Carbon dioxide depresses the F wave by a central, not peripheral, mechanism during isoflurane anesthesia

Carmen Dominguez, Earl Carstens, Joseph F. Antognini

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Carbon dioxide (CO2) has anesthetic properties and has been reported to depress the F wave of the evoked electromyogram; the F wave is thought to reflect motoneuron excitability. Anesthetics such as isoflurane also depress the F wave. Because CO2 can depress muscle contractile function, as well as spinal cord neurons, it is unclear whether CO2 depresses the F wave via a central or peripheral mechanism. We anesthetized rabbits with isoflurane (1.4%) and prepared for hindlimb bypass (with a membrane oxygenator) whereby the partial pressures of CO2 in the hindlimb muscle and torso could be independently adjusted. The F wave was recorded from the hindlimb plantar muscles when the CO2 was normal to the hindlimb and torso, and when it was increased (to ≈90 mm Hg) in the hindlimb, the torso, or both. Increasing the CO2 to just the hindlimb had no significant effect on the F-wave amplitude, but increasing the CO2 to the torso depressed the F wave to 52% ± 32% of control; adding CO 2 to the hindlimb during torso hypercarbia did not result in any additional depression of the F wave. CO2 depressed the F wave via a central, not peripheral, mechanism, although the precise mechanism is unknown.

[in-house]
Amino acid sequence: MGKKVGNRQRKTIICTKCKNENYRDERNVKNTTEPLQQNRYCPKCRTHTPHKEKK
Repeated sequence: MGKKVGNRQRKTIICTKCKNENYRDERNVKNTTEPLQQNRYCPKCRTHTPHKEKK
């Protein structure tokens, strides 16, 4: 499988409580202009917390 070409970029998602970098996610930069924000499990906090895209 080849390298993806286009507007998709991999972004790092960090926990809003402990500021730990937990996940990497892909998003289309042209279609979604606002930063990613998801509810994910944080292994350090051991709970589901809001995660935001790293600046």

Original languageEnglish (US)
Pages (from-to)398-403
Number of pages6
JournalAnesthesia and Analgesia
Issue number2
StatePublished - Feb 2005

ASJC Scopus subject areas

  • Anesthesiology and Pain Medicine


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